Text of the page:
“We got nine wins this season, and we were 5-1 in the division,” Campbell said after the Week 18 win, via the Detroit News. “We got better. And next year? We’ll be better.”
The Lions have a miserable history, and that’s one reason to be skeptical that they will cruise to a division title, even though they’re the clear betting favorite in the NFC North. But the Lions look pretty good on paper. They just can’t wait until November to start playing well.
The Lions had a good offseason. They needed to get better in the secondary, so they paid cornerback Cameron Sutton (three years, $33 million), safety Chauncey Gardner-Johnson (one year, $6.5 million) and cornerback Emmanuel Moseley (one year, $6 million). It was tough for the Lions to see Gardner-Johnson go down with a knee injury early in camp, though the Lions are optimistic it’s not serious. Moseley came on a discount because he’s coming off a torn ACL, but Detroit has become a destination for free agents. Players see the culture Dan Campbell is building. The Lions lost running back Jamaal Williams but added David Montgomery, and that’s probably an upgrade. The draft haul was debated. The Lions had extra picks from the Matthew Stafford trade with the Los Angeles Rams, and they shocked many by using their two first-round picks on non-premium positions: running back Jahmyr Gibbs at No. 12 and off-ball linebacker Jack Campbell at No. 18. The Lions had extra picks in the second and third rounds too, and grabbed tight end Sam LaPorta, safety Brian Branch, quarterback Hendon Hooker (a decent gamble when he slid to the third round) and defensive tackle Brodric Martin. Whether the Lions maximized the value of those picks is questionable, but adding six top-100 picks in one class will have an impact.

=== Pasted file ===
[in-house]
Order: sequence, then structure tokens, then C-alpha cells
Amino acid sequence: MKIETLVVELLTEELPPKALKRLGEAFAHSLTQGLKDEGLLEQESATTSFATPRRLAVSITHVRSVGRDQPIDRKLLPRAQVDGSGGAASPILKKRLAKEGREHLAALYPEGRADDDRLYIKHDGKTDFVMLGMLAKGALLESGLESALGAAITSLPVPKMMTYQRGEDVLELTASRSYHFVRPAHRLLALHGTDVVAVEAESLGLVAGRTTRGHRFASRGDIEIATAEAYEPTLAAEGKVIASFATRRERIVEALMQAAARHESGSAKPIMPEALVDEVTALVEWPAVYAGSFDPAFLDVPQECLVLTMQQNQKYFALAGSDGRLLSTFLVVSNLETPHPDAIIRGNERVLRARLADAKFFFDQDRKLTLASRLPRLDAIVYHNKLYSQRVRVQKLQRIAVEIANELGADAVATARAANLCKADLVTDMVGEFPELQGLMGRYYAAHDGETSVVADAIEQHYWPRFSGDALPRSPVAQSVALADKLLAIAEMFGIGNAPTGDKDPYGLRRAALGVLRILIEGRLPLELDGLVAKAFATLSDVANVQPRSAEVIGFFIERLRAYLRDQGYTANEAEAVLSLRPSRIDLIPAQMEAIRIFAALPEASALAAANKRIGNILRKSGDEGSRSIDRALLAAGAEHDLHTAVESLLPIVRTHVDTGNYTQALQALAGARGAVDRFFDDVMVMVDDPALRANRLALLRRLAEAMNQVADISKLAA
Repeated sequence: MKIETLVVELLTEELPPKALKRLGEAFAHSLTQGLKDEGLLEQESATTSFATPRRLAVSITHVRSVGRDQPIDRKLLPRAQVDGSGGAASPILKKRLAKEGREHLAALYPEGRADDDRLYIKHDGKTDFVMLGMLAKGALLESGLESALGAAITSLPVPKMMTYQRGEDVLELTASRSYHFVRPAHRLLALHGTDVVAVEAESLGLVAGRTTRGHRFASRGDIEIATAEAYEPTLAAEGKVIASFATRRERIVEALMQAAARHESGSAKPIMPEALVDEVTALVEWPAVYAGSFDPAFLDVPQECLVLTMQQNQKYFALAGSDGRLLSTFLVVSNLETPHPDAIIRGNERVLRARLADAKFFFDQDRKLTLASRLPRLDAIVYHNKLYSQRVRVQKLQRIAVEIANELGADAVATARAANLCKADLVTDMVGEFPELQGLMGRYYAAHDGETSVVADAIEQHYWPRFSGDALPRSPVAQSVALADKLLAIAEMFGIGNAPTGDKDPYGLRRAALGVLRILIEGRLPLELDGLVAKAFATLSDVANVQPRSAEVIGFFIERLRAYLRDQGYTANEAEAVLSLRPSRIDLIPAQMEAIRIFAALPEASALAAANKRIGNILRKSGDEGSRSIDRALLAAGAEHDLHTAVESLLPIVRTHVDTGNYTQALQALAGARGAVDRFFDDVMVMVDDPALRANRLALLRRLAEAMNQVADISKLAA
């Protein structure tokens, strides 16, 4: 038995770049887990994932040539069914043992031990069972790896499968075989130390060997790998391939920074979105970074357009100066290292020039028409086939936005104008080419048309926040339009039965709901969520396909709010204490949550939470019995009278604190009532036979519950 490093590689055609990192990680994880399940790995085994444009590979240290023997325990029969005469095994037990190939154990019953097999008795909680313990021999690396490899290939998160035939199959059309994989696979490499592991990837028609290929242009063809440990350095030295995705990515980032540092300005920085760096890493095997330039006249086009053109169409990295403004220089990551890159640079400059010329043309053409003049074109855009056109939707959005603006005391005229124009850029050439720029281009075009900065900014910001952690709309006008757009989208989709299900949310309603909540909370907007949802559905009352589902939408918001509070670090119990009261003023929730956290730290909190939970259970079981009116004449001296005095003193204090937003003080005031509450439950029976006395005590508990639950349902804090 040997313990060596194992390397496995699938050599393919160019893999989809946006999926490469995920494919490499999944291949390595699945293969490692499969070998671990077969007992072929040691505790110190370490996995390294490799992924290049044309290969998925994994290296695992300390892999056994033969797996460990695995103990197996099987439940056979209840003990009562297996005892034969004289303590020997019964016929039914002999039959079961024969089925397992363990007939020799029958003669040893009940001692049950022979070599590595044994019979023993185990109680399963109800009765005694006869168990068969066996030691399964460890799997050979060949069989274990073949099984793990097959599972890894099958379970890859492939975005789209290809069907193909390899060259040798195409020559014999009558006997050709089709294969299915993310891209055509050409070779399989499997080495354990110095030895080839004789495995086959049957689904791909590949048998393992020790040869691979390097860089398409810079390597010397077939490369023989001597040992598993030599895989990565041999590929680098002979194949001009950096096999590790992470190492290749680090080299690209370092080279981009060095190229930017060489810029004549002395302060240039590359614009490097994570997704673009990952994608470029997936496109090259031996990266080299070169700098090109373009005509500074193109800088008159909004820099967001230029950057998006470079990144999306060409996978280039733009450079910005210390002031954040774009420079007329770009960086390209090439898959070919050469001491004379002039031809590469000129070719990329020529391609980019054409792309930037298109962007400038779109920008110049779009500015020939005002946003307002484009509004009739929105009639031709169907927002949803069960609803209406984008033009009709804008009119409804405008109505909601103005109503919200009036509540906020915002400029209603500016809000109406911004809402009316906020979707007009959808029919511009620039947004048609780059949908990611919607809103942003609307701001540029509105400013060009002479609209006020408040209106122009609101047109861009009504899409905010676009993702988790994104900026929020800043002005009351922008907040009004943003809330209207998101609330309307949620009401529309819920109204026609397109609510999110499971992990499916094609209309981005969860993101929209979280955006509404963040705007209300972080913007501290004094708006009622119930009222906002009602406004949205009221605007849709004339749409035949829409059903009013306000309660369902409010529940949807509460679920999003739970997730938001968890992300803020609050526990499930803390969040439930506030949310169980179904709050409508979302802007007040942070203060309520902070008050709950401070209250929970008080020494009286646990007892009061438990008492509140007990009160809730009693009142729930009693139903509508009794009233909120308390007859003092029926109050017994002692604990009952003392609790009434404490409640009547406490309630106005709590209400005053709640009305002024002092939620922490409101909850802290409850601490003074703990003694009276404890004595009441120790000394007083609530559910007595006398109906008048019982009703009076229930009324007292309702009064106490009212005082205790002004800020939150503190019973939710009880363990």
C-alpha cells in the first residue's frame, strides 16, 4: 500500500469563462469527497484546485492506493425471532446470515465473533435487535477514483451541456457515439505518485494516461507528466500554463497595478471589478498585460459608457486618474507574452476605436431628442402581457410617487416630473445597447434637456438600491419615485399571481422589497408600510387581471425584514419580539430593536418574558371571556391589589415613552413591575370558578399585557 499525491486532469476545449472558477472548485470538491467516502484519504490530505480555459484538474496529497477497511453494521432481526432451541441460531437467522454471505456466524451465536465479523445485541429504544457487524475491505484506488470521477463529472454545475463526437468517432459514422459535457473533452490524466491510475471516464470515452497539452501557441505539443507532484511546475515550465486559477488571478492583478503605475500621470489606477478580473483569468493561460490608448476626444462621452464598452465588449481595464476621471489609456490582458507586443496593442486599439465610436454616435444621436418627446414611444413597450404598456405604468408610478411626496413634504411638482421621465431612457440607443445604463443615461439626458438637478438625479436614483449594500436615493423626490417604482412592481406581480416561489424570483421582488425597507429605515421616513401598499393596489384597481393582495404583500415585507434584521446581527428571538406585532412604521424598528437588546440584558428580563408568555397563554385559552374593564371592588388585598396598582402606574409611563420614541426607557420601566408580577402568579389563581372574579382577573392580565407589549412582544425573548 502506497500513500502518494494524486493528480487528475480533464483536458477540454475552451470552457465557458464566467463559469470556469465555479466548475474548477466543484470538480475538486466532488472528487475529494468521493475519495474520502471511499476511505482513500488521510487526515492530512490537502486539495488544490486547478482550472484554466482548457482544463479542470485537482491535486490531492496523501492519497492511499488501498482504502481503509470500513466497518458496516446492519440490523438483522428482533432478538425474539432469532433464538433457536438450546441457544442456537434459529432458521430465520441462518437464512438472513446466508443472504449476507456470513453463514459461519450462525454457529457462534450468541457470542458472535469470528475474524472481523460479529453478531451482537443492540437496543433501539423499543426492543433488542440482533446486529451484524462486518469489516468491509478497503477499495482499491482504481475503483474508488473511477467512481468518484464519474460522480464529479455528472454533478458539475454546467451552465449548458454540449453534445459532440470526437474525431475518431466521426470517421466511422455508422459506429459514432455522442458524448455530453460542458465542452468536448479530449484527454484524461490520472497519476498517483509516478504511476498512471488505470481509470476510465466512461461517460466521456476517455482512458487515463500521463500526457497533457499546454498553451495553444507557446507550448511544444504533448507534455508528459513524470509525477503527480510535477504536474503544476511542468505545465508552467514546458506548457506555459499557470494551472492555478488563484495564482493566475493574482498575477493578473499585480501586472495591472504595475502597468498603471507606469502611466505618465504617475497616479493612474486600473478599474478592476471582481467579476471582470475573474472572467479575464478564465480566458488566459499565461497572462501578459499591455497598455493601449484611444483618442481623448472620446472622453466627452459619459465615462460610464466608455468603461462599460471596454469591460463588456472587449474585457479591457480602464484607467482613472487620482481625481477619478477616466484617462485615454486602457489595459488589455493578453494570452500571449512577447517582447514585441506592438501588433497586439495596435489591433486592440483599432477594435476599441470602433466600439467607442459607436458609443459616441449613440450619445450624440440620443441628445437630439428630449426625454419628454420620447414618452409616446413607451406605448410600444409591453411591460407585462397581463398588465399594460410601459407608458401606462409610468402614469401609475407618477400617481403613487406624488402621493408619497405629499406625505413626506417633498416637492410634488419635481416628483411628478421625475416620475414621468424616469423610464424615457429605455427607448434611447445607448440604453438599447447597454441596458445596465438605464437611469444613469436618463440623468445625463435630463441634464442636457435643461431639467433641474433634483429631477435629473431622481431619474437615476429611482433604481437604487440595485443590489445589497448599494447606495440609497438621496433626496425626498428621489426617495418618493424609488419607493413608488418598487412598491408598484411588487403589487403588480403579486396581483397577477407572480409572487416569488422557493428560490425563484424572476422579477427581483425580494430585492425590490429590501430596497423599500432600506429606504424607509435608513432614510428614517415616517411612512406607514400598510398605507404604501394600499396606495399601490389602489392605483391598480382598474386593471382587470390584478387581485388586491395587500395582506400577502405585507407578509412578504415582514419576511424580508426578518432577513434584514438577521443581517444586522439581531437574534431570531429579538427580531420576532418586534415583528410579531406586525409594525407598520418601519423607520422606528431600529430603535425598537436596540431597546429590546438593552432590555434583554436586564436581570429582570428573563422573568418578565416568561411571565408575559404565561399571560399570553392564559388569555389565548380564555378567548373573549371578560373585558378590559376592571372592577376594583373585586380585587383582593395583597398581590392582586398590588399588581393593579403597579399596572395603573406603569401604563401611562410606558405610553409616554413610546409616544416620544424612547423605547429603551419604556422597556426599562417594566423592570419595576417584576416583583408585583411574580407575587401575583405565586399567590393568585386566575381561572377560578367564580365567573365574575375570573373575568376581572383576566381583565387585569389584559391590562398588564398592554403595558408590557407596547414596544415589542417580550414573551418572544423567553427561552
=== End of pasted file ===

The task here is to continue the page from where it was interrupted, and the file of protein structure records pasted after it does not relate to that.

The Lions gave Jared Goff a vote of confidence in the offseason. They could have tried to chase a top quarterback in the draft, but instead they traded down from the sixth overall pick. The Lions drafted Hendon Hooker in the third round, but that’s a modest investment in a quarterback that got some first-round buzz by some analysts. Goff played well enough to earn the Lions’ trust. He looked like an afterthought in the Matthew Stafford trade just to even out the salaries, but he has been way more than that. Goff threw for 4,438 yards and 29 touchdowns last season. He fits offensive coordinator Ben Johnson’s offense well. Goff has been criticized through the years but the Lions believe in him.
“He’s really a perfect fit for what we do and what we ask,” coach Dan Campbell said, via the Detroit Free Press.
BetMGM odds breakdown